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3 reviews, 2 user ratings

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Illusionist, The (2010)
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by Jay Seaver

"A master entertainer given new life."
5 stars

At first, "The Illusionist" looks amazingly simple and sweet - two kind people, perhaps not used to having their generosity returned, are lucky enough to find each other and create a life together. To say more may perhaps be to say too much, but I don't think it is crossing a line to say that there's not a minute of this beautifully animated movie that is not beautiful - even the sad parts. Maybe especially the sad parts.

It is 1959, and M. Tatischeff is a stage magician of some skill and a charmingly formal demeanor on-stage and off. His next booking takes him to England, but the crowd he sees there vanishes after the band they came to see plays. A drunken Scotsman likes the act, though, and brings him north to play at his pub. There, he meets Alice, the maid who cleans his room and washes his shirts, and is so surprised when he buys her a new pair of shoes that she stows away with him when he moves on to Glasgow. There, they move into a hotel filled with other performers, but it's hard for a stage magician to provide for himself and his rabbit, let alone a teenage girl whose eyes light up when she passes shop windows.

Tatischeff's name is a reference to Jacques Tati, the French writer, director, and actor who made a series of not-quite-silent films around this time period, and indeed wrote the original screenplay of The Ilusionist but never filmed it. It is not necessary to be familiar wtih Tatii's films to appreciate this one; director Sylvain Chomet's own style is just as apparent, if not more so. And yet, in the middle of the same sort of caricature as his previous film, The Triplets of Belleville, Tatischeff's ancestry is obvious; he looks like Tati and has the same combination of straight-backed dignity and befuddlement as Tati's M. Hulot, and even moves the same way. He's not Hulot, though when he inevitably finds his way into a theater showing Mon Oncle, there's a moment when previously unknown brothers seem to recognize each other. Chomet, his animators, and voice actor Jean-Claude Donda make Tatischeff a distinct character, with his own charm, quirks, and personality.

Alice doesn't have quite such an obvious model, and some may have a hard time with her, as her background is left largely to the imagination. She can seem inconsiderate and a bit of a leach if one sees her as an adult; posit that she's an orphaned teen, and the same actions are rather more innocent. She's wonderful to watch, retaining her girl-next-door appeal even as she dresses up and matures. Like Tatischeff, she's less exaggerated than the supporting characters, though still full of personality. One thing that Chomet does very well that the audience might not consciously notice is that in her first appearance amid a jumble of other characters, Alice jumps out at the audience. Watch her, we're subconsciously told, she's important.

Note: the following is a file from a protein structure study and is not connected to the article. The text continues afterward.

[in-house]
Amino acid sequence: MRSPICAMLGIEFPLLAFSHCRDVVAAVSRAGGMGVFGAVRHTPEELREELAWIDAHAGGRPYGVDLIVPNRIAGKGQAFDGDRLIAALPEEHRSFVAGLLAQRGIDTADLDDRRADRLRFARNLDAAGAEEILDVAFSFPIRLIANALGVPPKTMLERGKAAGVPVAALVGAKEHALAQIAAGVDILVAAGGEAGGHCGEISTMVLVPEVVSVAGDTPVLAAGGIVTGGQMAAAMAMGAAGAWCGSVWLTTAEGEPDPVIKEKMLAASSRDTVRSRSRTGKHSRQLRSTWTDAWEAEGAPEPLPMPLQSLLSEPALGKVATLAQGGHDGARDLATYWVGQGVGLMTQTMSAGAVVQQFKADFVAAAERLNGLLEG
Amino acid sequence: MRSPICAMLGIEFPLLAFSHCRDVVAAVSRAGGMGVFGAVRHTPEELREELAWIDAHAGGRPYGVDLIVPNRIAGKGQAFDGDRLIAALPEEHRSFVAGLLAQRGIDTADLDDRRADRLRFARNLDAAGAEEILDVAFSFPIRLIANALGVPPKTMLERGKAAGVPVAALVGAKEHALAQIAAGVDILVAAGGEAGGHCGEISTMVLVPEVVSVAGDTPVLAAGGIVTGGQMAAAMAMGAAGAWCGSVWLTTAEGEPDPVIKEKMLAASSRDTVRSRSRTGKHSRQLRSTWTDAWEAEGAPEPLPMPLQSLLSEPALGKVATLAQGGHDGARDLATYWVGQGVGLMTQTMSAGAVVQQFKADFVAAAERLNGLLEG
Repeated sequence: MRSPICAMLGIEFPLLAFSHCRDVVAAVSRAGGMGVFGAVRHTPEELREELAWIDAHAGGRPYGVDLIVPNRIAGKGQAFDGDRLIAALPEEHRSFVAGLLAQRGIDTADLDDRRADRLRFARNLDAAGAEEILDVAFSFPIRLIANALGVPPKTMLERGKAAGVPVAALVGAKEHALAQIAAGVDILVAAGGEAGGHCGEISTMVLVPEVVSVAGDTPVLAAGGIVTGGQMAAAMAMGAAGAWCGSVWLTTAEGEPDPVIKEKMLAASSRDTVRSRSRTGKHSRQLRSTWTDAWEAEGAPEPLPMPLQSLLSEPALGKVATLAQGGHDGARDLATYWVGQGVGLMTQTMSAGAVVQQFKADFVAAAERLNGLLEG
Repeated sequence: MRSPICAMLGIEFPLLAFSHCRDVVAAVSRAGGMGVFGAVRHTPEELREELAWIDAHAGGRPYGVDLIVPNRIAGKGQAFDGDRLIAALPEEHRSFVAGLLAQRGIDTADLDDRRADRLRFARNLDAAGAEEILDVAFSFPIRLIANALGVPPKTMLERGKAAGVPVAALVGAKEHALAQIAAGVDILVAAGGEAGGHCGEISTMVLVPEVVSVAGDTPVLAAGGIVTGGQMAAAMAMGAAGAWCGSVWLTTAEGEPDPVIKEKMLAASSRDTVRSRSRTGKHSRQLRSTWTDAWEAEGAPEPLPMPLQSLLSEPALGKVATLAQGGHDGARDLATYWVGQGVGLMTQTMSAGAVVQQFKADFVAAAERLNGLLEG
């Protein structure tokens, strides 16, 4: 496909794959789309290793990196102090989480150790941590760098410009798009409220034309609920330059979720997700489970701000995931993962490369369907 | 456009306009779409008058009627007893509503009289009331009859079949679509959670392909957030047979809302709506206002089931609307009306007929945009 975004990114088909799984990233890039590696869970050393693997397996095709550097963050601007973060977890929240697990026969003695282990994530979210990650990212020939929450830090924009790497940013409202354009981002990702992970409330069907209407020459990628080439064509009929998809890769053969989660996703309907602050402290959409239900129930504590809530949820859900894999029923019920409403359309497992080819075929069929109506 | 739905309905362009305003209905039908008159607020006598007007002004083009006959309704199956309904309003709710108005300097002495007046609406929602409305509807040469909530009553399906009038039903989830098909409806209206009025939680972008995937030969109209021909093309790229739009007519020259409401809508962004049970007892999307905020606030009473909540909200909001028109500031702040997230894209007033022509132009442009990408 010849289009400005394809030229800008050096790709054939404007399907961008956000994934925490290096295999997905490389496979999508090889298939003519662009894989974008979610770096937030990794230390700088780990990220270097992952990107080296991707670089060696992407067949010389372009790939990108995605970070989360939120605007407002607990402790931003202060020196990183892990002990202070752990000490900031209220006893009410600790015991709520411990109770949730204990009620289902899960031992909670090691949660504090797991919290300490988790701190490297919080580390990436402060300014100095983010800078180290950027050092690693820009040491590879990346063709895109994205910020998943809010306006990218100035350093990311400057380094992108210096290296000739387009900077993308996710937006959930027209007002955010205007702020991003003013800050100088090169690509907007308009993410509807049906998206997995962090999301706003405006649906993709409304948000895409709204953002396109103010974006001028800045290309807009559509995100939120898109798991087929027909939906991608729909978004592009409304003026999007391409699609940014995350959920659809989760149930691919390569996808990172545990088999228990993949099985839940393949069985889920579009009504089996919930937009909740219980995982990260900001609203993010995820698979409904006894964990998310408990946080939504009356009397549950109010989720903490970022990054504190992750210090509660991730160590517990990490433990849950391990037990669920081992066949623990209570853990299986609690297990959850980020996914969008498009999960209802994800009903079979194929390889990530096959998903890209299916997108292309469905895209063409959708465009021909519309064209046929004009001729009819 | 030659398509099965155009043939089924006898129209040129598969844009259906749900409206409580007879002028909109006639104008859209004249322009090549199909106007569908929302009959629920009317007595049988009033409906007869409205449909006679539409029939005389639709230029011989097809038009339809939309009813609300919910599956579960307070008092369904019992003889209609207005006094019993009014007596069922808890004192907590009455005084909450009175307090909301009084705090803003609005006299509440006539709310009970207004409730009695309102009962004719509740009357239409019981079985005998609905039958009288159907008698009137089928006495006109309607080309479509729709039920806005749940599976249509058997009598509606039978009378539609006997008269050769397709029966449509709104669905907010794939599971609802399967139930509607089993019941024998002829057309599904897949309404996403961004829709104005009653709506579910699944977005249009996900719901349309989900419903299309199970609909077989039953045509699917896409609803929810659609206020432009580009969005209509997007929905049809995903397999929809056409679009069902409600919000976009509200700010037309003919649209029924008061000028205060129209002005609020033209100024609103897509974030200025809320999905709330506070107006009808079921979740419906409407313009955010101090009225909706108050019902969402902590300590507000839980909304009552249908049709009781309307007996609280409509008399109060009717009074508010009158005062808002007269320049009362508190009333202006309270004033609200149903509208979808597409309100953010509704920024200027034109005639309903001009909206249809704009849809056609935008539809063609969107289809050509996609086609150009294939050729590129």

She, Tatischeff, and his rabbit (who bites!) are in the middle of dozens of funny and/or sweet bits. ot all are laugh-out-loud funny - the humor gets dark on occasion - but many are. The troublemaking rabbit is a stitch, and Chomet displays great comic timing - the sort of down-to-the-frame stuff that animation does better than anything else. The broad supporting characters are a riot. And when the gags slow down for a moment, they're generally replaced with stuff that elicits a different kind of smile, displays of simple kindness and affection.

If that were all The Illusionist was, it would be an excellent, entertaining film; that Chomet takes strands from that and weaves them into melancholy may make it a great one. We laugh at the buffoonish antics of pop band The Britoons when they're preventing Tatischeff from appearing on stage, but their music reappearing as the film goes on reminds us that this was a time of change for pop culture - the traditional music hall was giving way to television and rock & roll. Meanwhile, Alice is growing up; it's a time of change all around. The last act, though no more reliant on words than the rest, is a beautiful look at the nature of that change: How some come into their own, and some are left behind, either adapting or despairing.

Not completely despairing, of course, and though it doesn't come to the end that looked inevitable at the beginning, it does finish in a way that that both feels right as the viewer is sitting before it and gives him or her something to chew on later. At the very least, its is a collection of note-perfect moments that add up to a sometimes expected, but sometimes surprising, whole.

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originally posted: 02/09/11 16:02:40
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OFFICIAL SELECTION: 2010 Toronto International Film Festival For more in the 2010 Toronto International Film Festival series, click here.
OFFICIAL SELECTION: 2010 Telluride Film Festival For more in the 2010 Telluride Film Festival series, click here.

User Comments

10/19/11 Magic Lovingly drawn, nostalgic and sweet comedy turns to brutal tragedy. 5 stars
7/17/11 Annie G Characters were stereotypes, and the plot was nearly non-existent. 3 stars
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  25-Dec-2010 (PG)
  DVD: 10-May-2011


  DVD: 10-May-2011

Directed by
  Sylvain Chomet

Written by
  Sylvain Chomet
  Jacques Tati

  Jean-Claude Donda
  Edith Rankin

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